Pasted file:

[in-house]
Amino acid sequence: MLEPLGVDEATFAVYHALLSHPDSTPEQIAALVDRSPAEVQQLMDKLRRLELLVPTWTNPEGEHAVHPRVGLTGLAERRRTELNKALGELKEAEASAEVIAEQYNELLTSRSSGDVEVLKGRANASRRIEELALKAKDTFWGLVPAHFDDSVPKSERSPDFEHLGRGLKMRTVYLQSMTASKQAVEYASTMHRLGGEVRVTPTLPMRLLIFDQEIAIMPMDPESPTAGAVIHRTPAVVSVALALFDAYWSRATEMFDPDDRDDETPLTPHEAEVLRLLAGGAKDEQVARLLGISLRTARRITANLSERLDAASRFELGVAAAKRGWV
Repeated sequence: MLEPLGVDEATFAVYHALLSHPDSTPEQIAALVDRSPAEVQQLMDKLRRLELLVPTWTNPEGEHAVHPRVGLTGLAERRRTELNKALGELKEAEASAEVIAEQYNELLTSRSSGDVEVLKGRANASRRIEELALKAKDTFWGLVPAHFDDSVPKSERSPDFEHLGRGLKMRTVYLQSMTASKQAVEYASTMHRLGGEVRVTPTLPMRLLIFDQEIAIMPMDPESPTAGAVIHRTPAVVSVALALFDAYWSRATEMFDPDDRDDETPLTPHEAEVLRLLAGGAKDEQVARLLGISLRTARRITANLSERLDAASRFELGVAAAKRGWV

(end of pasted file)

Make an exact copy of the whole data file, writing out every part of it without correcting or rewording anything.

[in-house]
Amino acid sequence: MLEPLGVDEATFAVYHALLSHPDSTPEQIAALVDRSPAEVQQLMDKLRRLELLVPTWTNPEGEHAVHPRVGLTGLAERRRTELNKALGELKEAEASAEVIAEQYNELLTSRSSGDVEVLKGRANASRRIEELALKAKDTFWGLVPAHFDDSVPKSERSPDFEHLGRGLKMRTVYLQSMTASKQAVEYASTMHRLGGEVRVTPTLPMRLLIFDQEIAIMPMDPESPTAGAVIHRTPAVVSVALALFDAYWSRATEMFDPDDRDDETPLTPHEAEVLRLLAGGAKDEQVARLLGISLRTARRITANLSERLDAASRFELGVAAAKRGWV
Repeated sequence: MLEPLGVDEATFAVYHALLSHPDSTPEQIAALVDRSPAEVQQLMDKLRRLELLVPTWTNPEGEHAVHPRVGLTGLAERRRTELNKALGELKEAEASAEVIAEQYNELLTSRSSGDVEVLKGRANASRRIEELALKAKDTFWGLVPAHFDDSVPKSERSPDFEHLGRGLKMRTVYLQSMTASKQAVEYASTMHRLGGEVRVTPTLPMRLLIFDQEIAIMPMDPESPTAGAVIHRTPAVVSVALALFDAYWSRATEMFDPDDRDDETPLTPHEAEVLRLLAGGAKDEQVARLLGISLRTARRITANLSERLDAASRFELGVAAAKRGWV